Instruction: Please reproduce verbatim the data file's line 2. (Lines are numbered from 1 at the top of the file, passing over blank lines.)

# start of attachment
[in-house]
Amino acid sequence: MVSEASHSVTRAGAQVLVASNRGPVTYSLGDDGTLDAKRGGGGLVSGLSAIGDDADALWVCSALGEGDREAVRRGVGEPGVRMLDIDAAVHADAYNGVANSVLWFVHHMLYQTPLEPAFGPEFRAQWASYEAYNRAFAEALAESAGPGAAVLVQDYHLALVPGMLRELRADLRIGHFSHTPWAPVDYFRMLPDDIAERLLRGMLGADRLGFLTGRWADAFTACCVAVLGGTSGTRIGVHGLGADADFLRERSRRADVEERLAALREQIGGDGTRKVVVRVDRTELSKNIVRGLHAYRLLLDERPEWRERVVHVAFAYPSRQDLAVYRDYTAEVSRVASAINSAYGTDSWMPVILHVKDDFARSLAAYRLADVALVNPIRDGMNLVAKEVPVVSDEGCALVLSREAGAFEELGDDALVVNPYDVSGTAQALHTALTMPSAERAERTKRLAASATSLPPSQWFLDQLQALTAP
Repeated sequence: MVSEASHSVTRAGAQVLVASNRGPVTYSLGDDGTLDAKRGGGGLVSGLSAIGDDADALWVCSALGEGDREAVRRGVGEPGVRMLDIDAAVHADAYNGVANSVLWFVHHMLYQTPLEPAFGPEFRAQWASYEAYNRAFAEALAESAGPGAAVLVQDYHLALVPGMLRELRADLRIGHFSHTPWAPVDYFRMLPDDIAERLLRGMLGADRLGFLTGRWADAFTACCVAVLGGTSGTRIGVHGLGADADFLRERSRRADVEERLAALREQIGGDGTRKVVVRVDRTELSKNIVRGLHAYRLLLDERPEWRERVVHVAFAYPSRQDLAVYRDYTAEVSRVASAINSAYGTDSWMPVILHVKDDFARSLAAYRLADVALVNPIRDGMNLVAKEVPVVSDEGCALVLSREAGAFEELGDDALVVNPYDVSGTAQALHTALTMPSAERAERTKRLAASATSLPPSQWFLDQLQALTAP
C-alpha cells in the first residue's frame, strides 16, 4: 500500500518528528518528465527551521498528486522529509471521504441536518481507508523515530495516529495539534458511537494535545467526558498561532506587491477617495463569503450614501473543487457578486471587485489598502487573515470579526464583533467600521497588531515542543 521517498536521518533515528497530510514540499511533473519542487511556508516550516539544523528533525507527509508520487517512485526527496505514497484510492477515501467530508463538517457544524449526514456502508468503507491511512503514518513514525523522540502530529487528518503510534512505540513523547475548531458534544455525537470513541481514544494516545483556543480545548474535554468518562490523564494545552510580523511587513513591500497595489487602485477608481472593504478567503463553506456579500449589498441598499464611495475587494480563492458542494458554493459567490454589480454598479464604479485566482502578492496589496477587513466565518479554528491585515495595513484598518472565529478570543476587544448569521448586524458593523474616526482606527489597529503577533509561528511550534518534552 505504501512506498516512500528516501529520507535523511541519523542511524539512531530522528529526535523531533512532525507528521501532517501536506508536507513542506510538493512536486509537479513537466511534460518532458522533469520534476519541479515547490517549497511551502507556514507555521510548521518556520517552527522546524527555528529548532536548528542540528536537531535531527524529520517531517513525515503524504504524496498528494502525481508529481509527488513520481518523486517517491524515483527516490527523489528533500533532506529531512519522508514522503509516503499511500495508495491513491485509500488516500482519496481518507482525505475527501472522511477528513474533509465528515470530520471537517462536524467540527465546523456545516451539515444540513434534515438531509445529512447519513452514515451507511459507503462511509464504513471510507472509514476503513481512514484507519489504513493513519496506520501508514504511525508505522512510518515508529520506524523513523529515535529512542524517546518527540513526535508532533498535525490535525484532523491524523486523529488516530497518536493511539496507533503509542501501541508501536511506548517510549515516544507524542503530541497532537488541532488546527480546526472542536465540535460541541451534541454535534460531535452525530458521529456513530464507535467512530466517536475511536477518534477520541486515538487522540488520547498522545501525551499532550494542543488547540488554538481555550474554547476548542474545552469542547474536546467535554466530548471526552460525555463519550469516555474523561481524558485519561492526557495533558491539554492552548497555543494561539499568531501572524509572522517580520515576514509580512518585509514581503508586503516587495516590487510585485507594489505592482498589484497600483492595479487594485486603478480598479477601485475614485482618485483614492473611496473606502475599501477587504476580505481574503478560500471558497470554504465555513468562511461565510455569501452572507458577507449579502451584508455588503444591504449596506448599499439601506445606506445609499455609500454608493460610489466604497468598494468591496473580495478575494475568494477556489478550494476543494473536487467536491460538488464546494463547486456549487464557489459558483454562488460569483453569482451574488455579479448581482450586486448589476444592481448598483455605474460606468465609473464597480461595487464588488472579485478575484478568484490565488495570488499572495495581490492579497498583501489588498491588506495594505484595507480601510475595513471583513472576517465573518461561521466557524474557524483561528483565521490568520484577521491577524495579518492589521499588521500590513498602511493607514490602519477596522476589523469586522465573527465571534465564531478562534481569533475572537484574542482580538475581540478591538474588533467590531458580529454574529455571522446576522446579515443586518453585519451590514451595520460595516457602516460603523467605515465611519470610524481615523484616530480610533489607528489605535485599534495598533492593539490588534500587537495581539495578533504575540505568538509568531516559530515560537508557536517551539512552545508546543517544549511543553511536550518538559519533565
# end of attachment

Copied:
Amino acid sequence: MVSEASHSVTRAGAQVLVASNRGPVTYSLGDDGTLDAKRGGGGLVSGLSAIGDDADALWVCSALGEGDREAVRRGVGEPGVRMLDIDAAVHADAYNGVANSVLWFVHHMLYQTPLEPAFGPEFRAQWASYEAYNRAFAEALAESAGPGAAVLVQDYHLALVPGMLRELRADLRIGHFSHTPWAPVDYFRMLPDDIAERLLRGMLGADRLGFLTGRWADAFTACCVAVLGGTSGTRIGVHGLGADADFLRERSRRADVEERLAALREQIGGDGTRKVVVRVDRTELSKNIVRGLHAYRLLLDERPEWRERVVHVAFAYPSRQDLAVYRDYTAEVSRVASAINSAYGTDSWMPVILHVKDDFARSLAAYRLADVALVNPIRDGMNLVAKEVPVVSDEGCALVLSREAGAFEELGDDALVVNPYDVSGTAQALHTALTMPSAERAERTKRLAASATSLPPSQWFLDQLQALTAP